For AR 10486 (Fig. 6 bottom right), the average field strength varies from 250 G on the photosphere to 5 G at 250 Mm. It is noticeable that the magnetic energy can be stored in the corona up to 150 Mm as seen by the departure from the potential field (dashed curve).
By studying the global properties of the magnetic field strength above several active regions, we conclude that:
Regarding the relationship between eruption and magnetic field decay, the log-log plots (see Fig. 6) show several interesting features:
We apply the above models to the active regions described in Sect. 2.1. To avoid confusion, we only report here the Alfvén speed values for the constant gravity model. In Fig. 7, we plot the average Alfvén speed values in the xy-plane as a function of height derived from the potential field (dashed curves) and nlff field (solid curves) for the different active regions. First, the average Alfvén speed at the base of the corona varies from 2-3000 km s^{-1} for AR 8151 and AR 8210 to 13 000 km s^{-1} for AR 9077 and AR 10486. It is strongly related to the total magnetic flux of the active region on the photosphere. Above the coronal base, the variation of the Alfvén speed with height is greatly influenced by the nature of the field: the topology, the geometry of field lines and the effects of currents.
For AR 8151, the Alfvén speeds in the nlff field can reach up to 52 000 km s^{-1} near the base of the corona (for an average value of 3000 km s^{-1}). Then the maximum Alfvén speed values decrease to 6000 km s^{-1} at 50 Mm to finally reach the value of 5000 km s^{-1} above 150 Mm. The evolution of the average values is almost constant at 3000 km s^{-1}. Nevertheless there is a minimum of Alfvén speed of 2500 km s^{-1} at 25 Mm. This result is consistent with Warmuth & Mann (2005). According to Régnier & Priest (2007b), the minimum is below the height where the twisted flux tubes are located and the magnetic energy is deposited in this active region. The evolution of the average speeds in the potential field (dashed curve) is strictly decreasing from 2500 km s^{-1} to 1500 km s^{-1}. Note that according to Sect. 3, the average speeds should increase above 170 Mm when the density dominates. Both potential and nlff average speed curves are above the limit (dashed line). Even if the average values of the Alfvén speed for the potential and nlff fields are not far from each other in the low corona, there is a factor of about 2 difference above 80 Mm. In Fig. 8, we draw the dynamic range of Alfvén speed at two different heights (top: 10 Mm, bottom: 60 Mm) for both potential (left) and nlff (right) fields. At both heights and for both models, the greater is the magnetic field strength, the higher is the Alfvén speed. Even if the dynamic range is similar for the potential and nlff fields at 10 Mm, the Alfvén speed varies by a factor of 2 at 60 Mm due to the presence of twisted flux bundles along the polarity inversion line. The average Alfvén speed decreases more rapidly for the varying gravity model: at a height of 150 Mm, the average Alfvén speed is 2400 km s^{-1} for a varying gravity and 3000 km s^{-1} for a constant gravity.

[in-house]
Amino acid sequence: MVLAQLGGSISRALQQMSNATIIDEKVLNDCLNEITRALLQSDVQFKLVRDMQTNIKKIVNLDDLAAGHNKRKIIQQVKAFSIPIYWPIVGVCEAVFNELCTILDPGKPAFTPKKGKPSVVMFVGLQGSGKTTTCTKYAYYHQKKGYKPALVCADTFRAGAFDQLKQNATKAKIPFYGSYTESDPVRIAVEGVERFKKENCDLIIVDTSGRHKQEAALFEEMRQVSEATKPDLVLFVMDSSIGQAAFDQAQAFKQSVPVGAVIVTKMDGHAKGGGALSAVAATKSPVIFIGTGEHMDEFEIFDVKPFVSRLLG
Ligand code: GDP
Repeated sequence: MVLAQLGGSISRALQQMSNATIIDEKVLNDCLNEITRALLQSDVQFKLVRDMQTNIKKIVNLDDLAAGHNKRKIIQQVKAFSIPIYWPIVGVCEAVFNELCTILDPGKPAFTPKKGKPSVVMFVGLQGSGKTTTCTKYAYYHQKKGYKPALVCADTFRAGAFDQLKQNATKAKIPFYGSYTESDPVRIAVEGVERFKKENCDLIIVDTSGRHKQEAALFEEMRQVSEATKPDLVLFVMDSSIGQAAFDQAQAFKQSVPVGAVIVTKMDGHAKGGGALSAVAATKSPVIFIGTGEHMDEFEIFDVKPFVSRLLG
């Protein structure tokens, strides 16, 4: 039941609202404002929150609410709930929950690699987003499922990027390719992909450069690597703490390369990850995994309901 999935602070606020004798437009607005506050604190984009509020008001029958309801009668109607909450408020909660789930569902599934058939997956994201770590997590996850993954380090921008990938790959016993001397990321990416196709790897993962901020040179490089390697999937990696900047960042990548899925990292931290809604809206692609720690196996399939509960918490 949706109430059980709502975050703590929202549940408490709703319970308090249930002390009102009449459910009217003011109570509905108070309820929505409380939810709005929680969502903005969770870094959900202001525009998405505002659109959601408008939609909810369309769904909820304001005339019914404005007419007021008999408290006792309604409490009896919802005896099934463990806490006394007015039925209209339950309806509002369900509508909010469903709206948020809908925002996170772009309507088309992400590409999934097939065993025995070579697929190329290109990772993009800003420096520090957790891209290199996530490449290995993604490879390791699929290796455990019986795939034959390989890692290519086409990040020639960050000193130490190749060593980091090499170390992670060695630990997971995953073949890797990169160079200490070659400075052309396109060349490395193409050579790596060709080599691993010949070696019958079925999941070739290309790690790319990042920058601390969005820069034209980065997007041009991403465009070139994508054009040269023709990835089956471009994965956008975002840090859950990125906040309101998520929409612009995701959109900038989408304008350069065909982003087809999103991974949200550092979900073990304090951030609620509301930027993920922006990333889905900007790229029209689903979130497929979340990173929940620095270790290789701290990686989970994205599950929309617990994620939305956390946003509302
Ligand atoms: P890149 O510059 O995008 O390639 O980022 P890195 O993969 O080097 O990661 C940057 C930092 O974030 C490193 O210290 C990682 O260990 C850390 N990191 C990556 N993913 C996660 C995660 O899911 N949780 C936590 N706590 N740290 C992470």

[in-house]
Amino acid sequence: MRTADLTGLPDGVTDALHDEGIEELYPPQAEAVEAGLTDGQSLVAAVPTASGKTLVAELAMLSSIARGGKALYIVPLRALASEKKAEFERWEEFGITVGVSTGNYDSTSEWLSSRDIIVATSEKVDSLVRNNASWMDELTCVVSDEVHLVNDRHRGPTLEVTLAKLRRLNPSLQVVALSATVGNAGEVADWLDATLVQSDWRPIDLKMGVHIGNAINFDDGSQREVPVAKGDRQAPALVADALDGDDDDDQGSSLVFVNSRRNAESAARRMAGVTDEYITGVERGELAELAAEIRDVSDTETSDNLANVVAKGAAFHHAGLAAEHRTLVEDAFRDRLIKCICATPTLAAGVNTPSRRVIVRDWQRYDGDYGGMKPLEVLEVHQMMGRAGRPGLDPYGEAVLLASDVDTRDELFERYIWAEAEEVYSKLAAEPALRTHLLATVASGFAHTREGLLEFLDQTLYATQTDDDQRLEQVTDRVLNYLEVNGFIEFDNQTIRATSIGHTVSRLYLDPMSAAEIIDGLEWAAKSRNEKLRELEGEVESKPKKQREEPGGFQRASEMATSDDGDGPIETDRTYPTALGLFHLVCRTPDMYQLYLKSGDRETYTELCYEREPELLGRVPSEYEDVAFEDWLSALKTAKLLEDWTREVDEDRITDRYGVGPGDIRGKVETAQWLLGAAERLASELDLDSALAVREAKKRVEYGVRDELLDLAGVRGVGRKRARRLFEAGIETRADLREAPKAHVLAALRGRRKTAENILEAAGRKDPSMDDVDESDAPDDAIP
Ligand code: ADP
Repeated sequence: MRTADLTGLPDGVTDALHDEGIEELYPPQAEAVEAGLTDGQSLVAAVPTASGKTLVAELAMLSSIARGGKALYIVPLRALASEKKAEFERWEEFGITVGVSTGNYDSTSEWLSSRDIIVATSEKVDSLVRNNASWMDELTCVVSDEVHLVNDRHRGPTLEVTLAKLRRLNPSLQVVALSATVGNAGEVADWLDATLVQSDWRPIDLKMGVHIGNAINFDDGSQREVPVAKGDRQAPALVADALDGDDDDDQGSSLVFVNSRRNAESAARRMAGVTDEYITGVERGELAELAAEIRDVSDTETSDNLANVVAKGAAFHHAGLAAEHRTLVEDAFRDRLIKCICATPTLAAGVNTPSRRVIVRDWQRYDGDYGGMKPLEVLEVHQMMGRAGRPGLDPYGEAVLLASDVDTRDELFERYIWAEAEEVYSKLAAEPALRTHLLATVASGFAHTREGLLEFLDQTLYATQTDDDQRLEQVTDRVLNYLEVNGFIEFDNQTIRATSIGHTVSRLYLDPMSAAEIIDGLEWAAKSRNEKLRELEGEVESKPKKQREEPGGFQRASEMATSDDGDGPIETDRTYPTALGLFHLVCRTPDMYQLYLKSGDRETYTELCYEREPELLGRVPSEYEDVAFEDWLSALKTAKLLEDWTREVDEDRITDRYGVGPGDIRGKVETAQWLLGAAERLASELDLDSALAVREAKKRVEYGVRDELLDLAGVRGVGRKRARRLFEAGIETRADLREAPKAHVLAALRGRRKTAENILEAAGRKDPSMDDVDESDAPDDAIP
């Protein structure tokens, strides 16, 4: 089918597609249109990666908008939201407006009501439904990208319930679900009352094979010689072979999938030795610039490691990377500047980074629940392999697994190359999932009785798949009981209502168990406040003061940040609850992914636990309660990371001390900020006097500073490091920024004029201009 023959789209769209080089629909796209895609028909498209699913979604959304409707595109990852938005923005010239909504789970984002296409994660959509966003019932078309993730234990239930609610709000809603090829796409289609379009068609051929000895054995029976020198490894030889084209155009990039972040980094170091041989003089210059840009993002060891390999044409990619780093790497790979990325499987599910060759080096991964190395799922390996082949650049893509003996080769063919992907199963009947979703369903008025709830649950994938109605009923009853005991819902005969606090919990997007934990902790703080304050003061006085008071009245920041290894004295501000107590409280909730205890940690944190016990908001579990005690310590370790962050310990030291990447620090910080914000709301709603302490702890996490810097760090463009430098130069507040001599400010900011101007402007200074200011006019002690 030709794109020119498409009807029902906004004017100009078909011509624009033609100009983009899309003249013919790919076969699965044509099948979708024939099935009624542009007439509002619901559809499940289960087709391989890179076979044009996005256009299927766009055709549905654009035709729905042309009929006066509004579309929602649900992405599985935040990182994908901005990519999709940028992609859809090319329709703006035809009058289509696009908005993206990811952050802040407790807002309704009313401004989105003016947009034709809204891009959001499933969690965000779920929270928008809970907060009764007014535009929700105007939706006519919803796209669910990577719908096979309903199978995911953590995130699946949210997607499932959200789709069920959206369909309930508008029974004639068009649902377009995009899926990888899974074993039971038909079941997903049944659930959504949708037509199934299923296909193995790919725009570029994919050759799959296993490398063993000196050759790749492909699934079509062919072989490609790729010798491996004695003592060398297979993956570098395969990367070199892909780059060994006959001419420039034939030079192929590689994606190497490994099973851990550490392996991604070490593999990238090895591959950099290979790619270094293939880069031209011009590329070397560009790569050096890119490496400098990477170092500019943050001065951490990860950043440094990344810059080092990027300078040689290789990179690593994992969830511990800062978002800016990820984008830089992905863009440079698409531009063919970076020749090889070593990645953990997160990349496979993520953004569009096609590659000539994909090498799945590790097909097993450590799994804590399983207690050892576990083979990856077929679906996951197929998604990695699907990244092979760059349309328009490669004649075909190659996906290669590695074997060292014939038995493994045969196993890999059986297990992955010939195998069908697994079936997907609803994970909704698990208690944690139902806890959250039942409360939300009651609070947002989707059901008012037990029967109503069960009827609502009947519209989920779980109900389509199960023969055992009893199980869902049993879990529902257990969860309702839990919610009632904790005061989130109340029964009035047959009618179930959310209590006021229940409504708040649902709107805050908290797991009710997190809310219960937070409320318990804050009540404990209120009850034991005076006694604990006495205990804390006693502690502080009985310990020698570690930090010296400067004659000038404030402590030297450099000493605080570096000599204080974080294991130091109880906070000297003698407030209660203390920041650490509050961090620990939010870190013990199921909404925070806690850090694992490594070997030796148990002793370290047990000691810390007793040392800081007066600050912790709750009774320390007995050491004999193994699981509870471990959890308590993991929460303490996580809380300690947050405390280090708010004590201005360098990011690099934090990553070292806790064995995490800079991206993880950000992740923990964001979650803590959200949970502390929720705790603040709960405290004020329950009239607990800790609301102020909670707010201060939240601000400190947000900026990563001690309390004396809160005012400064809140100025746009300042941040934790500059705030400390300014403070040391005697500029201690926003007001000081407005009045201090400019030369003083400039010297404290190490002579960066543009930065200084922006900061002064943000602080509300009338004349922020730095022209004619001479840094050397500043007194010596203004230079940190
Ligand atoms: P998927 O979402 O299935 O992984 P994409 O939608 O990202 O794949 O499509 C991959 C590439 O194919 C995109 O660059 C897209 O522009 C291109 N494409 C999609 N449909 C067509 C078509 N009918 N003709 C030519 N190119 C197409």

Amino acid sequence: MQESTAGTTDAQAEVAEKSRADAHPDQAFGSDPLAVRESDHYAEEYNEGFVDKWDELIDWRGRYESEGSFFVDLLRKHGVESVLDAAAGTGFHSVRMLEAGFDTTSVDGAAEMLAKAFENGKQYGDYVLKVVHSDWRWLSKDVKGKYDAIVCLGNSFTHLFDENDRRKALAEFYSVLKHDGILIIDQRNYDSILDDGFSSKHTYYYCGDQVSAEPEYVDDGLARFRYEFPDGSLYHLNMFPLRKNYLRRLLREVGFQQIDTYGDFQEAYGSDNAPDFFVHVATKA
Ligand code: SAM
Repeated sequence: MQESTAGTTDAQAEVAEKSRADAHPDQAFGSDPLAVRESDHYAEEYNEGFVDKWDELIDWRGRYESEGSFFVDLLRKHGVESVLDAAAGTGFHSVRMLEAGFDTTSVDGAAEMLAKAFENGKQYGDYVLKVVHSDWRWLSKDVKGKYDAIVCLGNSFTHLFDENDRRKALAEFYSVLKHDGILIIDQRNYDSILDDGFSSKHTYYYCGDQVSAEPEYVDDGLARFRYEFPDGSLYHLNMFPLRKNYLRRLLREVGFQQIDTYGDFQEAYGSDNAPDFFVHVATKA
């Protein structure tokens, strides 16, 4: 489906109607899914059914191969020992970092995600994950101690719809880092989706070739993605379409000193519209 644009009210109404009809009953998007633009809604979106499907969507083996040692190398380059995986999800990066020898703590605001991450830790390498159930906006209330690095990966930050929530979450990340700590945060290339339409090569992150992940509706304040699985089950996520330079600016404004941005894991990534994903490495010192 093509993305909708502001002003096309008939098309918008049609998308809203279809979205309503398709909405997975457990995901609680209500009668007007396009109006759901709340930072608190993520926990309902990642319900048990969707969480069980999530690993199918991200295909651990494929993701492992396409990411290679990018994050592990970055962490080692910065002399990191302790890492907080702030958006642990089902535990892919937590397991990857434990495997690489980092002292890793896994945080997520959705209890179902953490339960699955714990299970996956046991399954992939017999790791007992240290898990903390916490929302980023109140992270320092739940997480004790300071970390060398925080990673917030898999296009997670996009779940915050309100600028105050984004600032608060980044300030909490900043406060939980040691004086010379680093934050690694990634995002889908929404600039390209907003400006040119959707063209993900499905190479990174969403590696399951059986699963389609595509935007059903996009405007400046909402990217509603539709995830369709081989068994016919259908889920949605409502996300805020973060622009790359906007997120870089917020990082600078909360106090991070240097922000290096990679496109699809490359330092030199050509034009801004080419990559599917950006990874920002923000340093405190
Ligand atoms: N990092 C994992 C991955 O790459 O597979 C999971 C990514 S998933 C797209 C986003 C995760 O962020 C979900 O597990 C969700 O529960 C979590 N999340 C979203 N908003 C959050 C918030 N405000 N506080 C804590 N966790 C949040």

Figure 8: Alfvén speed dynamic range in AR 8151 for the potential field ( left column) and the nonlinear force-free field ( right column) at two different heights, 10 Mm ( top) and 60 Mm ( bottom). | |